I mother

by Megan Williams 



so hard my mouth fills in sleep with blood

          worrying the blisters

forcing myself through fish-markets

          that glow with silver headlights

illuminating a body in the field


I mother it, too, 

          the skull fragments recollected

brain matter spooned back in

          wildflowers painted white

while a molting bird circles above us

          cawing Mother, mother


How badly I want to nourish 

          every living thing

gut fish for fish 

          mother every other mother

even when I am still

          baby teeth

sucking honey from weeds

          cupping every wasp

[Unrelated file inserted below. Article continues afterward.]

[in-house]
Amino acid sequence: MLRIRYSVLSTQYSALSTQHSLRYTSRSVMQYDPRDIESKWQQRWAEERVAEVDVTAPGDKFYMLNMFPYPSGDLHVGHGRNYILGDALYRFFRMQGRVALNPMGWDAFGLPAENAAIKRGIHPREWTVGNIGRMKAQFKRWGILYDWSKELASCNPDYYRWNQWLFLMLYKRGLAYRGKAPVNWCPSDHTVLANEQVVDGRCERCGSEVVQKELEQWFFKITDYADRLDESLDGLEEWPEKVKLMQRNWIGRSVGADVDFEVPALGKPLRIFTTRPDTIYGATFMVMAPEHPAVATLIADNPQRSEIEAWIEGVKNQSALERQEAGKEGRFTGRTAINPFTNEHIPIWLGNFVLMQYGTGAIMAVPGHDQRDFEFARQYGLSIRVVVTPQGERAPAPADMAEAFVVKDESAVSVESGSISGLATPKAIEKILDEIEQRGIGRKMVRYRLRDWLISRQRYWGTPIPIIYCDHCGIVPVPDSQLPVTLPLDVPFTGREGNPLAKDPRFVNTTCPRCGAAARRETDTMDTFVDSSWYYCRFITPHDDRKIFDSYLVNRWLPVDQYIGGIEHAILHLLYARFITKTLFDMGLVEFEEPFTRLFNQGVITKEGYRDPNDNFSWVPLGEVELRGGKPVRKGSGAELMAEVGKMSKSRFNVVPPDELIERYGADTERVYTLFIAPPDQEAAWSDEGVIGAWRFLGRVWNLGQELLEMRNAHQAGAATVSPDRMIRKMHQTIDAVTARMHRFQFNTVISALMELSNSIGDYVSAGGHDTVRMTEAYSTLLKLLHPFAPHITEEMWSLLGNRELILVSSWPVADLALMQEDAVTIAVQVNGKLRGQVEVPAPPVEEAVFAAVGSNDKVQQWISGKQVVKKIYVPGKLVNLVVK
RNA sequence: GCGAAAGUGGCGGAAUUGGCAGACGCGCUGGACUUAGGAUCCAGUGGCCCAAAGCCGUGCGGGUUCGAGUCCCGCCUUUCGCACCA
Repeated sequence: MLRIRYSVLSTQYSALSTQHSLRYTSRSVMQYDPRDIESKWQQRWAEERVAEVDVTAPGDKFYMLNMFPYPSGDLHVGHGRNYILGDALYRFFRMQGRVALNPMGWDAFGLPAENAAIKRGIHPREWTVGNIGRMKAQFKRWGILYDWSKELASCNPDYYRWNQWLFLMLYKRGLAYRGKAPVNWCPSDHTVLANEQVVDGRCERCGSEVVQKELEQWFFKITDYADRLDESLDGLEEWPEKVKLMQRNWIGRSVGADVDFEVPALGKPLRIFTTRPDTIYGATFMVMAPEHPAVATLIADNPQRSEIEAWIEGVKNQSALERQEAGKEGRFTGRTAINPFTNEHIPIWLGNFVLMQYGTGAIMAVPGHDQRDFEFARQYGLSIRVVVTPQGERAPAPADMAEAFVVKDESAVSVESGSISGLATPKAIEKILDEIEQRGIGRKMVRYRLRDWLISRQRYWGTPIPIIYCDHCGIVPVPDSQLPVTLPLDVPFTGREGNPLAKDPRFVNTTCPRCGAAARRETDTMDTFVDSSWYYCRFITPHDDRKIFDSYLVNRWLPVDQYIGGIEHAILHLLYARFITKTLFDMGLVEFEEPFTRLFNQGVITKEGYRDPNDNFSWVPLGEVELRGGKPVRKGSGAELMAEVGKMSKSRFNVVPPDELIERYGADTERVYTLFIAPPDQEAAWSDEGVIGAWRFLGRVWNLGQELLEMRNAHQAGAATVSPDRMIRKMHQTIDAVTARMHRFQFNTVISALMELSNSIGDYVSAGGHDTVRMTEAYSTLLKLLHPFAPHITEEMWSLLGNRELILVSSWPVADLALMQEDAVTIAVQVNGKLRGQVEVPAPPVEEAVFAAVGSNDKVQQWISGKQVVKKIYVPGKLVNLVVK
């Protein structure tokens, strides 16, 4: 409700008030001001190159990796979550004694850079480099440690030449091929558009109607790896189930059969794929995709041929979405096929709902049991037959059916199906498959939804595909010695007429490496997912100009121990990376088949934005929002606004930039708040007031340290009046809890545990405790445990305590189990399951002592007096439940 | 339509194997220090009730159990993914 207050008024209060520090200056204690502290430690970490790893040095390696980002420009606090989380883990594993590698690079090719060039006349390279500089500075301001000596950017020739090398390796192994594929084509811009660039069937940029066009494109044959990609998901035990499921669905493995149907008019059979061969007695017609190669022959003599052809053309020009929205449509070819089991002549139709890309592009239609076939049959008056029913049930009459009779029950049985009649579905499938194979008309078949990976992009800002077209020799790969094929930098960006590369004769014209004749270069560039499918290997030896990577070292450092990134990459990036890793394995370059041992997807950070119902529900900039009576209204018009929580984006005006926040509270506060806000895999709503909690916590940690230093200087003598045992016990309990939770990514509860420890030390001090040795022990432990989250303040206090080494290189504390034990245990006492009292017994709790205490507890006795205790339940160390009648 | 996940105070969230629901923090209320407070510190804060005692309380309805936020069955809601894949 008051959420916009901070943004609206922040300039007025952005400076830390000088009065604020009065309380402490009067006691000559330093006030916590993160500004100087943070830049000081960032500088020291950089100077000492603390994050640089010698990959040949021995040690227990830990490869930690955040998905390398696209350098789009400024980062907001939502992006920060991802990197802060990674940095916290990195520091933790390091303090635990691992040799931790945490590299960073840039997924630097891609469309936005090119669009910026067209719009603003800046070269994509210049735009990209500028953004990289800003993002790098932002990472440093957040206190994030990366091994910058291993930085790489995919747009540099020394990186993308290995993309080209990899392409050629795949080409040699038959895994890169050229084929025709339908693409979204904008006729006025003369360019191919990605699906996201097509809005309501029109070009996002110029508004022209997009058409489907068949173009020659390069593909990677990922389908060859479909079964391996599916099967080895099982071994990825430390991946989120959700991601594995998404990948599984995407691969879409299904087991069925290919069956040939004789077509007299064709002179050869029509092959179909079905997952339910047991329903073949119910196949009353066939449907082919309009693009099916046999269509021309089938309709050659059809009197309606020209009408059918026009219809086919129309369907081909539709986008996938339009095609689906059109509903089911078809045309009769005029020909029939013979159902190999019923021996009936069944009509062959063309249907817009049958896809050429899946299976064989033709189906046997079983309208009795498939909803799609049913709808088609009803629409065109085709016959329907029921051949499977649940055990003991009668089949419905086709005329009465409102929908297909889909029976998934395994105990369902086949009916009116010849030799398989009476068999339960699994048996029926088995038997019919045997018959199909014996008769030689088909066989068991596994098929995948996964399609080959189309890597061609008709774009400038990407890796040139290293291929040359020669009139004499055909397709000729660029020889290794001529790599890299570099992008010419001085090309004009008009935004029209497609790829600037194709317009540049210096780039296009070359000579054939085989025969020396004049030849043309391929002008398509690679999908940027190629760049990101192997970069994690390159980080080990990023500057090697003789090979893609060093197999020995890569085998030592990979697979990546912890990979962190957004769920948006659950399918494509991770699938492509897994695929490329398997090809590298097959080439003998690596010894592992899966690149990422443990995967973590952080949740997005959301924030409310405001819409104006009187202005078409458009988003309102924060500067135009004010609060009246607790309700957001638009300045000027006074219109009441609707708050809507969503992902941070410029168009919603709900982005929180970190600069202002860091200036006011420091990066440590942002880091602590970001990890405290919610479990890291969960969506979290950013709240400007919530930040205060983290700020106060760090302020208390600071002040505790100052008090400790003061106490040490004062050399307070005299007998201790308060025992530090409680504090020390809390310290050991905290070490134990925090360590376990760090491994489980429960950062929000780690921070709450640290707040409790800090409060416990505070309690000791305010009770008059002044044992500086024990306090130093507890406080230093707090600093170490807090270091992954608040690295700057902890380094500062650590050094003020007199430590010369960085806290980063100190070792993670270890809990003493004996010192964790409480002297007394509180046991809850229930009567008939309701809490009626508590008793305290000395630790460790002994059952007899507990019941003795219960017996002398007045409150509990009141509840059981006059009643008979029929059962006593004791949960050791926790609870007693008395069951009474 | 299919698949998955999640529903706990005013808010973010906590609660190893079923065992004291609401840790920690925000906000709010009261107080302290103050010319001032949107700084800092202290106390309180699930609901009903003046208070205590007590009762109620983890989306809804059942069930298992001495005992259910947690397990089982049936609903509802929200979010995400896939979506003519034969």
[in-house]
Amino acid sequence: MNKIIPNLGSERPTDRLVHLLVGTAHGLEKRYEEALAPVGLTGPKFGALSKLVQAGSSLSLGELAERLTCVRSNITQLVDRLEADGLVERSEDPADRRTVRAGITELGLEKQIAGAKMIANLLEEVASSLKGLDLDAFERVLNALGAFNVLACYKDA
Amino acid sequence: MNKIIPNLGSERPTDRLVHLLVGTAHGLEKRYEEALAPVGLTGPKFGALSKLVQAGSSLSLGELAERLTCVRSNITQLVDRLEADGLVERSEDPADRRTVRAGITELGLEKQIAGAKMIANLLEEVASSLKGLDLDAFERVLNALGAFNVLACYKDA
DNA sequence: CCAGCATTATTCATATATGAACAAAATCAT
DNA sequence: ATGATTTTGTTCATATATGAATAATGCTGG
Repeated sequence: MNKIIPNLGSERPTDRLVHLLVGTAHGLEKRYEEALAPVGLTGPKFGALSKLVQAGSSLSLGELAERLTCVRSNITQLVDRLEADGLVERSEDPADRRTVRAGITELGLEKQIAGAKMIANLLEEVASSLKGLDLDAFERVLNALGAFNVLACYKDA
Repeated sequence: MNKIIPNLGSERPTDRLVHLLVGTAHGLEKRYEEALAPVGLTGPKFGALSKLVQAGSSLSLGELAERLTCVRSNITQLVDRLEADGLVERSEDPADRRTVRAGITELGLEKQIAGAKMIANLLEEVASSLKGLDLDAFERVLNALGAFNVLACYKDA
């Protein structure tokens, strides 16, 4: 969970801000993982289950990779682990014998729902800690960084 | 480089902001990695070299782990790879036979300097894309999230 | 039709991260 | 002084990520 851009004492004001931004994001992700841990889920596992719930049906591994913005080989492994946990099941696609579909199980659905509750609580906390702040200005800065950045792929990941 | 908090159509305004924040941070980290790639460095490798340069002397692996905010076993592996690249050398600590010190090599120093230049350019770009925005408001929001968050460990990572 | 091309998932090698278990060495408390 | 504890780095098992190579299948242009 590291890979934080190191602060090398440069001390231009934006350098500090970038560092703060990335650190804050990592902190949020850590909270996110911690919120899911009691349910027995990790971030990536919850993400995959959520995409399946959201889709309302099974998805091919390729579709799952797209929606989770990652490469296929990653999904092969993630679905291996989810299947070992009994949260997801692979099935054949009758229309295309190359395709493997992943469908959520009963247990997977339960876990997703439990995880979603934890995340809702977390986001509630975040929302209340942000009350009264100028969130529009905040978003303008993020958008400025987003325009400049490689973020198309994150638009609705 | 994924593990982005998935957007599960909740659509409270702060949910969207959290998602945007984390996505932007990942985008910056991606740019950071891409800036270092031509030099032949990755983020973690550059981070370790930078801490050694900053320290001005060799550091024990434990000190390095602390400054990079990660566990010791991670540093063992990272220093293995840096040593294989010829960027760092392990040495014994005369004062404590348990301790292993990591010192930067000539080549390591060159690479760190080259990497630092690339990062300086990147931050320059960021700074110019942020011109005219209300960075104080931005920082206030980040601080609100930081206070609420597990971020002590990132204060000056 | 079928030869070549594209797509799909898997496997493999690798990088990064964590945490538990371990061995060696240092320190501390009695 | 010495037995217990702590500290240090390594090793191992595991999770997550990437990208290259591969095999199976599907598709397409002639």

to a cask of sugar-water

          shivering fingers through 

cornsilk and cattails

          holding a hand to my stomach

and dreaming a baby 

          back into my body


I mother so much

          that god unmakes me for motherhood

takes my only one before her teeth

          even form

makes the first the last

          and refracts her through headlights

so that I hope for car-wrecks

          my baby flashing briefly before my eyes

until I approach all roadkill

          clutch bloodied pelts to my chest

and think their bodies can be 

          loved back to life

if I, Mother, mother hard enough. 



This poem first appeared in The Pitt News.

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